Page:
Religious leaders came together in prayer Monday at the chapel of the Church Center for the United Nations to affirm the sanctity of the Earth. In a joint statement, they urged heads of state to ratify and implement the Paris climate change agreement negotiated in December.
The interfaith statement was signed by 250 faith leaders from around the world, including the Dalai Lama; South African social rights activist and retired Anglican Bishop Desmond Tutu; the former Ashkenazi Chief Rabbi of Haifa; and Argentine Bishop Marcelo Sanchez Sorondo, chancellor of the Vatican's Pontifical Academies of Sciences and Social Sciences. Nearly 5,000 individuals and 90 groups worldwide also signed the statement.
The event occurred days before Earth Day, on Friday, when there will be a signing ceremony for the Paris agreement at U.N. headquarters.
Earth is 'a gift'
Episcopal minister Fletcher Harper, executive director of GreenFaith, an interfaith coalition that helped organize the event, said the statement "reflects that we must regard the Earth as a gift, not just as a commodity that can be bought or sold, but as a gift that must be cherished and protected not only for the short-term economic gain, but for long-term protection of life. These are fundamental moral and religious values that are shared by traditions across the world."
The statement said Earth "has already passed safe levels of greenhouse gases in the atmosphere," and the signatories called for a swift phase-out of subsides for fossil fuels and rapid adoption of renewable energy to keep the global temperature rise below 1.5 degrees Celsius compared with pre-industrial times.
"We risk creating irreversible impacts putting hundreds of millions of lives, of all species, at severe risk," unless these measures are taken, the statement warned.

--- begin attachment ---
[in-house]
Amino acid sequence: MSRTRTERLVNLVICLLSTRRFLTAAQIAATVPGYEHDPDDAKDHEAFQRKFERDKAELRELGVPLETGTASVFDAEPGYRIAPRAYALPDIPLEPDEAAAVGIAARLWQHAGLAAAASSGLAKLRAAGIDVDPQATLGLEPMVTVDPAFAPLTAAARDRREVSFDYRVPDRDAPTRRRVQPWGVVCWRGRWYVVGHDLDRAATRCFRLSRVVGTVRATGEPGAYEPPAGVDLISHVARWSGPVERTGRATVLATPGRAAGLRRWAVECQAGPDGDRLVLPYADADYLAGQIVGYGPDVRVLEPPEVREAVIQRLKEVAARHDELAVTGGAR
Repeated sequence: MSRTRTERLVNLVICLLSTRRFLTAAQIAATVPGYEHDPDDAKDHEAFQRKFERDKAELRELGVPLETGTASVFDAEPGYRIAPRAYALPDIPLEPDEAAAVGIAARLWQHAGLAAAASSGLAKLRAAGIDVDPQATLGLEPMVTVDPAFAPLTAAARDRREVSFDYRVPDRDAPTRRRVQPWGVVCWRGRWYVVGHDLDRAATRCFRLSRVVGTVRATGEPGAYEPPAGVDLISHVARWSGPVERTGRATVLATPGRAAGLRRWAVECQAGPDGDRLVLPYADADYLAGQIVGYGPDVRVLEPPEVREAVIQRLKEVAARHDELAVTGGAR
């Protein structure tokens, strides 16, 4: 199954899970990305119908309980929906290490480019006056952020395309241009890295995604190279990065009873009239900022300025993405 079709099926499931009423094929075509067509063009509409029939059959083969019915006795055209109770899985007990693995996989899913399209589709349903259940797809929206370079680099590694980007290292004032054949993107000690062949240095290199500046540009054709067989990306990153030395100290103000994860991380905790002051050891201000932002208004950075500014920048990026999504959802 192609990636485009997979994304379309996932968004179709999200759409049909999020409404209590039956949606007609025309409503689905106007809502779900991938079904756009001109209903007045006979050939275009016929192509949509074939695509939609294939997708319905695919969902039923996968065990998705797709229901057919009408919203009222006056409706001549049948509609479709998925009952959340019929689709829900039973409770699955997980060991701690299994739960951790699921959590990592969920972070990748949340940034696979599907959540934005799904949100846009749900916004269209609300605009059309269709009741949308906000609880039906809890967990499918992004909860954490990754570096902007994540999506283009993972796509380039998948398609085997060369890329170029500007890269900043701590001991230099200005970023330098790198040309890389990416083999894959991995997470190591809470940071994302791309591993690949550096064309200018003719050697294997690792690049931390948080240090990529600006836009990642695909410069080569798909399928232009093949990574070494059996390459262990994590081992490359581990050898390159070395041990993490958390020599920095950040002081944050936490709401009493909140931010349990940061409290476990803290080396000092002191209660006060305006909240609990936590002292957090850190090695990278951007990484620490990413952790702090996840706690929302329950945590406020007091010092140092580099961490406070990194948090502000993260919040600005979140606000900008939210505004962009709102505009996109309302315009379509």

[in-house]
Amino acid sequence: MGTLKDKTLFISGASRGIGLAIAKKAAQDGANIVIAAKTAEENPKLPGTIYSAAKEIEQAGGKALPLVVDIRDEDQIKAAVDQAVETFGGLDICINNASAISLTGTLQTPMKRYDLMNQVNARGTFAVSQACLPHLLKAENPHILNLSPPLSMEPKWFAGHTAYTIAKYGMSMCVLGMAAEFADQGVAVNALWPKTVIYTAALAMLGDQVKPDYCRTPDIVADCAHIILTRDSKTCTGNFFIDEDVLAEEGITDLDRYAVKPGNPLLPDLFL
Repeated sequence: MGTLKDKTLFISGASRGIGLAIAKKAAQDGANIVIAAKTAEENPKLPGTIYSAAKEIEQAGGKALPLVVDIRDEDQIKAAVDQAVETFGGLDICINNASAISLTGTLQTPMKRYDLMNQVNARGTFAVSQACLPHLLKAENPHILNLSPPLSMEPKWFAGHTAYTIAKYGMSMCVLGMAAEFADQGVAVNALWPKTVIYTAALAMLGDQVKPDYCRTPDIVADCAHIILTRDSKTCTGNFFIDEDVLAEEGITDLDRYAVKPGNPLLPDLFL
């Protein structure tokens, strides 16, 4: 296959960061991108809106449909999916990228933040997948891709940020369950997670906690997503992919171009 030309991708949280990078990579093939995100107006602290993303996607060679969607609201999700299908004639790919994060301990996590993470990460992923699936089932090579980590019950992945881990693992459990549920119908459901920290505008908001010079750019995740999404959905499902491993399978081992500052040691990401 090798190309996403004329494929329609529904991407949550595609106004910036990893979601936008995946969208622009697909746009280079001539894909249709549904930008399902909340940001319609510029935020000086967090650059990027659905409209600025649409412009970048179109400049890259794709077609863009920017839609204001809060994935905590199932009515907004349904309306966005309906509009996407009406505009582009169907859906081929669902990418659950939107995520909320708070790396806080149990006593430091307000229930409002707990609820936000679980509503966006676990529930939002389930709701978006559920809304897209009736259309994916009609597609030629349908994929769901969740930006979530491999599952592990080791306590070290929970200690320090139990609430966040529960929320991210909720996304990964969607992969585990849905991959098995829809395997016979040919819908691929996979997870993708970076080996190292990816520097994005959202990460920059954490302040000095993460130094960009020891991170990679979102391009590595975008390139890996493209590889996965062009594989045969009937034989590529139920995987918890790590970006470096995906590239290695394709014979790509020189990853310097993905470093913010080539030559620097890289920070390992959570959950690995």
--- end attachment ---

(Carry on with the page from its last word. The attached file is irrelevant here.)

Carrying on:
In the U.N. chapel, faith leaders stepped forward to express solidarity with the climate statement and renewed commitment to put the Paris agreement in force.
Among them was Kiran Bali, global chairperson for the United Religions Initiative, the largest global interfaith organization, which is active in 94 countries. She called the worsening droughts, food shortages and species extinction made worse by climate change a human and spiritual failure.
"I’m here to ask for everybody to unite, to come together as people of faith who believe in the values of oneness, respect and environmental stewardship, and really save our planet, save our Earth," she said.
More than 80 percent of the world's population identifies with a religious tradition, according to a study by the Pew Research Center’s Forum on Religion & Public Life. GreenFaith's Harper said that fact puts religious groups in a unique position to help push a climate change agenda.
"By mobilizing the support and the commitment of those communities on climate change," he said, "we have a chance to transform the cultures of the world, and by transforming the cultures, transform politics so that government leaders understand that they absolutely must take dramatic action on climate change now."
The Interfaith Climate Statement was handed to U.N. General Assembly President Mogens Lykketoft, who promised to deliver it to member states.
The Paris climate agreement will go into force once 55 countries, representing areas that emit at least 55 percent of total global greenhouse emissions, have ratified it.
The event ended with Sikh singers and drummers joining in song and praying for a planet in peril.